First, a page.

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For Single Parent Families

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In September, Single Parents, among other families, are experiencing the “Back to School” Bliss, or is it better said, “Back to School” Blues!

I always, always hated being separated from my son.   I was always wanting to be the best ROOM MOM at school, or TEAM MOM in his activities.   I wanted to be there when the CARPOOL LANE opened. But, the fact is, I WAS WORKING. Working, Working, Working, and then there was, well – Working.

My son, was often the last kid to be picked up. His mom was never there for class parties, cub scout popcorn sales rallies, or soccer practices.   I relied on “my village”.   In fact, I thank God for that precious village of people and families who surrounded him, and in turn, who surrounded me.

People from school, sports teams, church, and daycare who went the extra mile to help my son and I overcome the odds personally. I see their faces, and remember wanting to contribute so much more than I did.   Don’t get me wrong – I brought orange slices to the games, and attended a few things, but always carried guilt when I didn’t really have the skill set or the band width to be the “parent” I wanted to be during the school year.

This year, my son is going into his senior year of High School.   He has big dreams, and a strong foundation that is built on this foundation of love and community. If you were to meet him, you would see that God has moved mountains for him through the people I let into his life.

Many single parents; however, isolate. It is common that this happens due to lack of resources (time & money) – and also due to guilt and possibly shame.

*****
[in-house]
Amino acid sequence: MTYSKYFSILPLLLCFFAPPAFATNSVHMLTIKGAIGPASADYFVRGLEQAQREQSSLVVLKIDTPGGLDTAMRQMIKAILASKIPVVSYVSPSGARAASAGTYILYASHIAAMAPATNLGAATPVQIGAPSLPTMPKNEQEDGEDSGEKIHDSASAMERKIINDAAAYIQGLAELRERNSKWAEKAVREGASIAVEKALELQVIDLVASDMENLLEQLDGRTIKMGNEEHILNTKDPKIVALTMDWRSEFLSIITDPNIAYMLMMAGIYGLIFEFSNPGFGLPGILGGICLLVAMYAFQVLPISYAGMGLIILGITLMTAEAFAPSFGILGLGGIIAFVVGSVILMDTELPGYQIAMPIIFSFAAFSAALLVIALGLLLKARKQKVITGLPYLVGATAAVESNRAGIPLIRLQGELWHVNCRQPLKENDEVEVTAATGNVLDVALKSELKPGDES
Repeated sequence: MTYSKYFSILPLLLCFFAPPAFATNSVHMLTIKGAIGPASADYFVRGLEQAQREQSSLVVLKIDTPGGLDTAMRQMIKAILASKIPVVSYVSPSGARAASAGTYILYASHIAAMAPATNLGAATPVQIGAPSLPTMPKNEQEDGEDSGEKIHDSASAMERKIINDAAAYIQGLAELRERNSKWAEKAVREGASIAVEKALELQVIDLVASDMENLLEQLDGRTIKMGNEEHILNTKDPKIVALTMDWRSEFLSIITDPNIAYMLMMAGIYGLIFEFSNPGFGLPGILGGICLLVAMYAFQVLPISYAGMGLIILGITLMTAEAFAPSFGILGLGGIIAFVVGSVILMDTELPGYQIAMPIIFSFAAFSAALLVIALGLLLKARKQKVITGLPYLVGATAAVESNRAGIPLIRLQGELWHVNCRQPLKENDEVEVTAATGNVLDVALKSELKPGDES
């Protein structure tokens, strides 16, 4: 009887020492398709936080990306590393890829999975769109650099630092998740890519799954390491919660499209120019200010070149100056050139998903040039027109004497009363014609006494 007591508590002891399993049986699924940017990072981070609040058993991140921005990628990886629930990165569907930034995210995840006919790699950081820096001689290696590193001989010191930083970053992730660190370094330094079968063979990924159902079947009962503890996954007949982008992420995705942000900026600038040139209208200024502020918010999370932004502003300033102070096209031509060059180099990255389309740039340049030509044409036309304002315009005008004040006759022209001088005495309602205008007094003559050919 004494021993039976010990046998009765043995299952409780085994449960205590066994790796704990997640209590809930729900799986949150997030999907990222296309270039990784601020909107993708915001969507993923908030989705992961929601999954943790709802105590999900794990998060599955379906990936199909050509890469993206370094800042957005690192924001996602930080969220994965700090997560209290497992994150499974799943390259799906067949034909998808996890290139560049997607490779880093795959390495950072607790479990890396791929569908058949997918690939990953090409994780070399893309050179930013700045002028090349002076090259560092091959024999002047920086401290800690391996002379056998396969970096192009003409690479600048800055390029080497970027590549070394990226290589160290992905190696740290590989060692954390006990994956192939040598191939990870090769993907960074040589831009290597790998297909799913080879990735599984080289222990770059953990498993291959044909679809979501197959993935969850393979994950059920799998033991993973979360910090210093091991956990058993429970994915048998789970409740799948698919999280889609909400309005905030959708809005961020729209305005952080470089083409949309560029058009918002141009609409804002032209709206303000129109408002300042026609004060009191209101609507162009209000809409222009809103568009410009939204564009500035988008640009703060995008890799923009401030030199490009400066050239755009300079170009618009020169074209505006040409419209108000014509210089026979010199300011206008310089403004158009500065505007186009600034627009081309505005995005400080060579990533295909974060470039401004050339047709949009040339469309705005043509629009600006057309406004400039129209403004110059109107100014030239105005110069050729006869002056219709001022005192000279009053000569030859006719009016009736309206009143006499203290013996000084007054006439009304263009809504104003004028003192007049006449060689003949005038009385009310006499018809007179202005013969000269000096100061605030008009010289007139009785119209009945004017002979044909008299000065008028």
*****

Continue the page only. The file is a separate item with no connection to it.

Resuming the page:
My heart goes out to parents who stack the cards against themselves.   While I know the “why” behind this behavior is noble – it is not really effective in raising our children with a positive and productive legacy.   They need to be empowered to go beyond what we can often achieve “for” them. They need us to reach out and use our resources and welcome safe and inspiring members of a “village”.   In fact, the truth is, we (single parents) truly need the same. We need empowerment and assistance to go beyond what we can often do “alone.”

So, if you are a ministry leader, team mom, or a room mom – how can you help?   I would encourage you to create ways for single families to participate in your respective communities that are achievable for their family style.   For instance, is there something they can do at home to help prepare for group events that don’t cost a lot of time or money, but are significant to their child’s environment? This helps build self-worth in the parents, and also in the children.   It is very important.

And, if you are a single parent, possibly having similar feelings, I have a word of advice for you – GIVE YOURSELF A BREAK!   You are likely working at your job, working at your home, and contributing incredible amounts toward your own “village” at home.   This is a huge task and an incredible achievement.   One of my favorite reminders is a picture frame that I got.   I put a photo of my son and I in it that was taken when we became a single family. It says, “A Family is a little world created by Love”.   Let me encourage you to let the people around you into that special little world so that together, you and your child can reach beyond any limitations you may be experiencing, and leave a positive and productive legacy that you are excited about.

 

Me and Chris when he was young family defined online

 

 

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Successful ParentsIt’s 7am, my son knocking on my bedroom door: “Mom, I need a Christmas shirt - do you have one I can wear to school today?”